William Alexander Hammond Banner


Maryland native William A. Hammond graduated from New York University's Medical College in 1848 and entered the U.S. Army the next year as an assistant surgeon. During his 10 year term of service he served in the West and at the Military Academy at West Point and was cited by the American Medical Association for his important research on nutrition. At the beginning of the Civil War, Hammond was assigned to duty as an inspector of hospitals and army camps.

Army camps at the beginning of the war were breeding grounds for disease, and Hammond's excellent work in attempting to clean up the camps and hospitals was noticed by the U.S. Sanitary Commission. In April 1862, the Sanitary Commission succeeded in exerting enough political pressure to have Hammond appointed over less competent senior officers to the post of surgeon general with the rank of brigadier general.

Hammond energetically began reforming the army medical service. He eliminated much of the red tape of the prewar medical department, created the general hospital service, saw that competent medical men were appointed to high-level positions, provided assistance and medical information to surgeons in the field, and oversaw the establishment of an efficient ambulance corps. Hammond also created two large government operated drug laboratories to produce high quality medicines for the army.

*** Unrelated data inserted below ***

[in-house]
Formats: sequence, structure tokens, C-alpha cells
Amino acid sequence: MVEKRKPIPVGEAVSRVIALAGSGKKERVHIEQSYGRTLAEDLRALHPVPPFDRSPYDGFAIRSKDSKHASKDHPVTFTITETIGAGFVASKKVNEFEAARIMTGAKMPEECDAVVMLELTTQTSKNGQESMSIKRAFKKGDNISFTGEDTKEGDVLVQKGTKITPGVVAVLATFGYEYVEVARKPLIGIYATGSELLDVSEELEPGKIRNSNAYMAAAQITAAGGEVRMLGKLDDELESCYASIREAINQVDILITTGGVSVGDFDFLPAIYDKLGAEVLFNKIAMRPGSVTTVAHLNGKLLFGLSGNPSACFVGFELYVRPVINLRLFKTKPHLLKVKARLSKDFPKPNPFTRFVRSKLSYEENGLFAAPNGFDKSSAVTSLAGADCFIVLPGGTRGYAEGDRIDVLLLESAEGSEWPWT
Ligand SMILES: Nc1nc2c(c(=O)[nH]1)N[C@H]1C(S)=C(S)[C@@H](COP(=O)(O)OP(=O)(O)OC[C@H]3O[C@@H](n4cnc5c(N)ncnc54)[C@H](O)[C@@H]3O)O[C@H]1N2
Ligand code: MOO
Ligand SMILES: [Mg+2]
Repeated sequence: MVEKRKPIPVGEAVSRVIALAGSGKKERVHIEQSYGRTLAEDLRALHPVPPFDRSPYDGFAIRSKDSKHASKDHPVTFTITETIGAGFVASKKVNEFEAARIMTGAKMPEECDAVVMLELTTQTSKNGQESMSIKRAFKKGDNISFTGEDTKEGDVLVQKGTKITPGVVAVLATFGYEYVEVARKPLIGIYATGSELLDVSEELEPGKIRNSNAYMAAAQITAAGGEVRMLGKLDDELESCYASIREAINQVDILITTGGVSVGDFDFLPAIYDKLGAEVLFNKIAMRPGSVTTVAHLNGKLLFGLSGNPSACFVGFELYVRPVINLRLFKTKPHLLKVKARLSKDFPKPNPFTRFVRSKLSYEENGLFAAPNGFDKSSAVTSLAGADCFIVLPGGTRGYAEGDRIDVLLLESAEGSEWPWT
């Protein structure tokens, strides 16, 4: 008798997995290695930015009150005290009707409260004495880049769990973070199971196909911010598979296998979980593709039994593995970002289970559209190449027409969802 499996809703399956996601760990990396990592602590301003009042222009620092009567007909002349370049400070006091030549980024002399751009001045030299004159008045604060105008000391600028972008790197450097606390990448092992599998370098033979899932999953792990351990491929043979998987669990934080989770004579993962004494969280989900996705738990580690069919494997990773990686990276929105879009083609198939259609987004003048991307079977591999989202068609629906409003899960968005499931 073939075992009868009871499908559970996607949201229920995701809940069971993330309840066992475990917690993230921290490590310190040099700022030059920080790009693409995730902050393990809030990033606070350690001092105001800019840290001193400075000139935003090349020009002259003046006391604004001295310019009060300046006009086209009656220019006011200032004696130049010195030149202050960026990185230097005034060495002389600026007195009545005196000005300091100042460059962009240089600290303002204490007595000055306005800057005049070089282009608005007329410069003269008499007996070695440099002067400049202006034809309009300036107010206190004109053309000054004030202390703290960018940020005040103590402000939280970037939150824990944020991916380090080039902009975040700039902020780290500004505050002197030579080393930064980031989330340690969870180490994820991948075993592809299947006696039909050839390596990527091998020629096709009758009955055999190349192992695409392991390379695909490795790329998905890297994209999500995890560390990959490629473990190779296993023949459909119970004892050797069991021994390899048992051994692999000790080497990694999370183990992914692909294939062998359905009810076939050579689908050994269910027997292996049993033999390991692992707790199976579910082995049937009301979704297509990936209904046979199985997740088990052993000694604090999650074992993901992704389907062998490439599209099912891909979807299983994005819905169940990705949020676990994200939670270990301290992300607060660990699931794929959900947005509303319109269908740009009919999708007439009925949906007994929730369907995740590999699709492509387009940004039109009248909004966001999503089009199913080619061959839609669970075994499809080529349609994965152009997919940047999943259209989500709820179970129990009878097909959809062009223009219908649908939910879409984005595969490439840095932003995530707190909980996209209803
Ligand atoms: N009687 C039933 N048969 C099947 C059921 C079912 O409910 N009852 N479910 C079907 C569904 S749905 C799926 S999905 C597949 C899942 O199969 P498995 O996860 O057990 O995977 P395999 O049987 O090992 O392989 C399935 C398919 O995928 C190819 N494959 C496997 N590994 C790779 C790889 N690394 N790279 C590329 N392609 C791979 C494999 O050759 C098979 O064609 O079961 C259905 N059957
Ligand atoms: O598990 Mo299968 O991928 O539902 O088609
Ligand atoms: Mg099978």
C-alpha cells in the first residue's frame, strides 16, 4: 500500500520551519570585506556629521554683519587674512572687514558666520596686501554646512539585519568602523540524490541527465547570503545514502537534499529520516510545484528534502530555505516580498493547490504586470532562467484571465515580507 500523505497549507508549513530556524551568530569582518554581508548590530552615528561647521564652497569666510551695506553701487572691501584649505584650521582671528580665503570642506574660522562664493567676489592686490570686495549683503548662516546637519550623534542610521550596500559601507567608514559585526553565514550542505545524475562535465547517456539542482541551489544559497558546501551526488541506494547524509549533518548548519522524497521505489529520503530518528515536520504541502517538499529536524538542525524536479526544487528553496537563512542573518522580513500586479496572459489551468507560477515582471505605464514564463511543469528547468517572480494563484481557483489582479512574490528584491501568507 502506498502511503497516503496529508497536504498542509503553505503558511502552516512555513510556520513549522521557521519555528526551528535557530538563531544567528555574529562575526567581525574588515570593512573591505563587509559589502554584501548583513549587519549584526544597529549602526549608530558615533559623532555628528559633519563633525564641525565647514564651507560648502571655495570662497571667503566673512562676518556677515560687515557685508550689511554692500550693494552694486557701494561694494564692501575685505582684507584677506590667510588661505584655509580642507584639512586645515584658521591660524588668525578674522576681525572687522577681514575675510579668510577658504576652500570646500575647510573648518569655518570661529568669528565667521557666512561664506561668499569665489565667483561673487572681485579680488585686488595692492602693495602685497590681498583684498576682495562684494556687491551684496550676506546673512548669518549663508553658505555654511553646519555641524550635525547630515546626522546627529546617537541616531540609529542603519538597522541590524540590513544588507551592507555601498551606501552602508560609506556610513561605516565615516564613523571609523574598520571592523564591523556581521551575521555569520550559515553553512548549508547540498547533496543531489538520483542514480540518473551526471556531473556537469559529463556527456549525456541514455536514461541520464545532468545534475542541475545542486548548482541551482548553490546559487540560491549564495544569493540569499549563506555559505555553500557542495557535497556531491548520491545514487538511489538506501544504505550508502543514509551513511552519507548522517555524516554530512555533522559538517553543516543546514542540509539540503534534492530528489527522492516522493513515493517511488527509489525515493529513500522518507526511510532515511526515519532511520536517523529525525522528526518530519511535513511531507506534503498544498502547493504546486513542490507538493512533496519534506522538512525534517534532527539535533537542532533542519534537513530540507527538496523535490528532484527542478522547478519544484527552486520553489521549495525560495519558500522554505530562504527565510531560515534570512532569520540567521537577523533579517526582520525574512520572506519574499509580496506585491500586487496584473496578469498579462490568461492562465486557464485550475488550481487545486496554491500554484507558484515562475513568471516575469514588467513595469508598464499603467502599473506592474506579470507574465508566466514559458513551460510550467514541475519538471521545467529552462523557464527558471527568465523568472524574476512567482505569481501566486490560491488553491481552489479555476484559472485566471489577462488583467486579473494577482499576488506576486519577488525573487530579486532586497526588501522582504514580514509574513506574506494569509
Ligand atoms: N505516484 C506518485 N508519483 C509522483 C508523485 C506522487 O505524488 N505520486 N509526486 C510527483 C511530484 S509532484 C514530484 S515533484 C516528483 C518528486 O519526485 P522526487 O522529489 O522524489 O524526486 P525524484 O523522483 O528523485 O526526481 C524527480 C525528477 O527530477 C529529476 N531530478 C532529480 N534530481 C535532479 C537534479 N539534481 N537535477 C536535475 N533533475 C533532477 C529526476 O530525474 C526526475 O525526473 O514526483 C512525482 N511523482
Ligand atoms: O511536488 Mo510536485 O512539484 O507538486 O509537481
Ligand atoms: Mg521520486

Hammond could be autocratic and tactless, and he clashed with Secretary of War Edwin M. Stanton. As a result, Stanton had him court-martialed on a petty charge and dismissed from the army in August 1864. Hammond's court-martial was overturned after the war, and he was restored to the rank of brigadier general, he retired in 1879.